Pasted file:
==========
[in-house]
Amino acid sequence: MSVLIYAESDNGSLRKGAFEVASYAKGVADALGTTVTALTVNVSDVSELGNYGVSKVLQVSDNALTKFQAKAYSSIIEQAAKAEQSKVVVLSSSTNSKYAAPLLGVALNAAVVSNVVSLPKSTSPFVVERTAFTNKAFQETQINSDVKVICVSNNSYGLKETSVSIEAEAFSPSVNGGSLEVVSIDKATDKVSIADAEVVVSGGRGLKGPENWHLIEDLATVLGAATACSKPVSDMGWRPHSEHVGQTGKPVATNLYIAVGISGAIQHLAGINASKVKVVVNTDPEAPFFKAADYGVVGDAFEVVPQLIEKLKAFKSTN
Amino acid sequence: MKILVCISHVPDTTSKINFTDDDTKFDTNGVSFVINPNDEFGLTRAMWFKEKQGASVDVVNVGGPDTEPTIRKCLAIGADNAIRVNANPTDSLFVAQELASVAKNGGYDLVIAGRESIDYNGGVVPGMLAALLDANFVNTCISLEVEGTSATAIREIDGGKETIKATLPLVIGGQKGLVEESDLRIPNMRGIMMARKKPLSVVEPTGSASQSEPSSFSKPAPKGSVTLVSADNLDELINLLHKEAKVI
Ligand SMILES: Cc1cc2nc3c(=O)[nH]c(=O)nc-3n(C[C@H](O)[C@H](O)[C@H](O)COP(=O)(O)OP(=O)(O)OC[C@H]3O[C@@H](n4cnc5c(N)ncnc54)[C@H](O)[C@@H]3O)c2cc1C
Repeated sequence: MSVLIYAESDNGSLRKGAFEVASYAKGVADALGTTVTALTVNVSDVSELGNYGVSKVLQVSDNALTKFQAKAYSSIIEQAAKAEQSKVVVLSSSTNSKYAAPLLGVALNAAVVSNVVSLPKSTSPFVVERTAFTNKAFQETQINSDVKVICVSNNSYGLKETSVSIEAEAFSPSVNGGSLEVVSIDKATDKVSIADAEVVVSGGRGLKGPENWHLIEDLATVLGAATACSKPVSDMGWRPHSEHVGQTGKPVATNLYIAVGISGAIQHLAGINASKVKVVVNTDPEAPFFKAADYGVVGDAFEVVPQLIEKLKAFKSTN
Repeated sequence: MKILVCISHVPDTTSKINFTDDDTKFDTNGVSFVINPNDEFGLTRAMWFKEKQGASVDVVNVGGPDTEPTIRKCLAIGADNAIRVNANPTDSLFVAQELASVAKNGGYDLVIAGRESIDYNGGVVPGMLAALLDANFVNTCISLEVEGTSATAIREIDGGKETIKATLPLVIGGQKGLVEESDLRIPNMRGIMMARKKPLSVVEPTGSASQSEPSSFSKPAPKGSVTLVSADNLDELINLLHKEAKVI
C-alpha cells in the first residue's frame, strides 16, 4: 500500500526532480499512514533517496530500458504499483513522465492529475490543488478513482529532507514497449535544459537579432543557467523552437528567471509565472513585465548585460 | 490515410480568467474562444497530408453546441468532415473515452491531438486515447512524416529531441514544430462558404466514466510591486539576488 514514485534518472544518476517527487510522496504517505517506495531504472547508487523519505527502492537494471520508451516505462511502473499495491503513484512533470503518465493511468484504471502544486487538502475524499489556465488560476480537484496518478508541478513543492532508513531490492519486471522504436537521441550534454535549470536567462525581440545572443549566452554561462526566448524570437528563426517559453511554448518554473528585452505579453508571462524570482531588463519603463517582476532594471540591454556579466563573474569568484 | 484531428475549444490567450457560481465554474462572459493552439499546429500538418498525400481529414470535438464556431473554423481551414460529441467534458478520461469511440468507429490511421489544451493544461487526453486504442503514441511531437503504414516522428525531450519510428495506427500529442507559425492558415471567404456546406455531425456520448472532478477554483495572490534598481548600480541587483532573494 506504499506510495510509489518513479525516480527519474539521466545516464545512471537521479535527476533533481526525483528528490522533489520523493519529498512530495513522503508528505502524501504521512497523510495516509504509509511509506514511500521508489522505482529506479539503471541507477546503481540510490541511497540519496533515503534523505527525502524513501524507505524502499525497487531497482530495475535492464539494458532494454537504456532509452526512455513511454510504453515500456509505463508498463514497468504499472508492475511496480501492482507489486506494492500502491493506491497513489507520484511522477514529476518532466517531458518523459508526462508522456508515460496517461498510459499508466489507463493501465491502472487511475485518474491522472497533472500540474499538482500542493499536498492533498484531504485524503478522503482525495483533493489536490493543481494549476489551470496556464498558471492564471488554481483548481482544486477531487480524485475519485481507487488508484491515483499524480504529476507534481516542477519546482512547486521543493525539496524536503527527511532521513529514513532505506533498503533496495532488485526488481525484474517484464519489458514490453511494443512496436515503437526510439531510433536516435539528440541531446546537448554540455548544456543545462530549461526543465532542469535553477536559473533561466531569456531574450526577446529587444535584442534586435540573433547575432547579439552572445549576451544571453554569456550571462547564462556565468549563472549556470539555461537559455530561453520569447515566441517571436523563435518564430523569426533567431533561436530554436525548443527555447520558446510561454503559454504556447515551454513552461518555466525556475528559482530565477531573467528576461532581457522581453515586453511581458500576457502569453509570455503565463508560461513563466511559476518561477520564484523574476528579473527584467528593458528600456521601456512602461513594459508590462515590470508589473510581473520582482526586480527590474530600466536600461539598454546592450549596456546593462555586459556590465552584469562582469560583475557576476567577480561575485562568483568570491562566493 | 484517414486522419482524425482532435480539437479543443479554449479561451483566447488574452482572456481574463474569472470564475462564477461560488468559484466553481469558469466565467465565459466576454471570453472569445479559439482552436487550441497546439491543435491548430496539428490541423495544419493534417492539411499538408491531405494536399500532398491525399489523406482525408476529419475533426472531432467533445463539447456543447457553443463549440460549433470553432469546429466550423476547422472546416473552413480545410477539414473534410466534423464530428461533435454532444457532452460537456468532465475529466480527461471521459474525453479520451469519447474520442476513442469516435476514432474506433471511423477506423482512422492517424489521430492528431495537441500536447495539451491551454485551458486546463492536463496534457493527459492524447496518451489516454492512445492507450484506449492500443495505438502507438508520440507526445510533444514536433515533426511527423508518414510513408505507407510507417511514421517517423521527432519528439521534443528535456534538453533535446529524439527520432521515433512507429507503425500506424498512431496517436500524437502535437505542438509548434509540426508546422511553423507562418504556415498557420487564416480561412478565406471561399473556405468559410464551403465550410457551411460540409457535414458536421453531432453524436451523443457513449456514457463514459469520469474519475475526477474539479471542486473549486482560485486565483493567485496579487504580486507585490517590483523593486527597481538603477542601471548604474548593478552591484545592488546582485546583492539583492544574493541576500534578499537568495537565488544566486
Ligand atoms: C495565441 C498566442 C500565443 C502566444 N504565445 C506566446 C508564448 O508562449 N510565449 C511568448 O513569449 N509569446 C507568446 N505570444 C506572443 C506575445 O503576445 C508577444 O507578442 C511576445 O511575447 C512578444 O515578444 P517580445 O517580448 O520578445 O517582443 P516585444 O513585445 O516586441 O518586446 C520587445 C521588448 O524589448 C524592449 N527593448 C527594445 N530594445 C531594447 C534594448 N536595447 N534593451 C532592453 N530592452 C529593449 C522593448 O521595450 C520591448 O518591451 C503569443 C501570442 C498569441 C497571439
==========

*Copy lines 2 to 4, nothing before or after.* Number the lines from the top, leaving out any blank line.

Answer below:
Amino acid sequence: MSVLIYAESDNGSLRKGAFEVASYAKGVADALGTTVTALTVNVSDVSELGNYGVSKVLQVSDNALTKFQAKAYSSIIEQAAKAEQSKVVVLSSSTNSKYAAPLLGVALNAAVVSNVVSLPKSTSPFVVERTAFTNKAFQETQINSDVKVICVSNNSYGLKETSVSIEAEAFSPSVNGGSLEVVSIDKATDKVSIADAEVVVSGGRGLKGPENWHLIEDLATVLGAATACSKPVSDMGWRPHSEHVGQTGKPVATNLYIAVGISGAIQHLAGINASKVKVVVNTDPEAPFFKAADYGVVGDAFEVVPQLIEKLKAFKSTN
Amino acid sequence: MKILVCISHVPDTTSKINFTDDDTKFDTNGVSFVINPNDEFGLTRAMWFKEKQGASVDVVNVGGPDTEPTIRKCLAIGADNAIRVNANPTDSLFVAQELASVAKNGGYDLVIAGRESIDYNGGVVPGMLAALLDANFVNTCISLEVEGTSATAIREIDGGKETIKATLPLVIGGQKGLVEESDLRIPNMRGIMMARKKPLSVVEPTGSASQSEPSSFSKPAPKGSVTLVSADNLDELINLLHKEAKVI
Ligand SMILES: Cc1cc2nc3c(=O)[nH]c(=O)nc-3n(C[C@H](O)[C@H](O)[C@H](O)COP(=O)(O)OP(=O)(O)OC[C@H]3O[C@@H](n4cnc5c(N)ncnc54)[C@H](O)[C@@H]3O)c2cc1C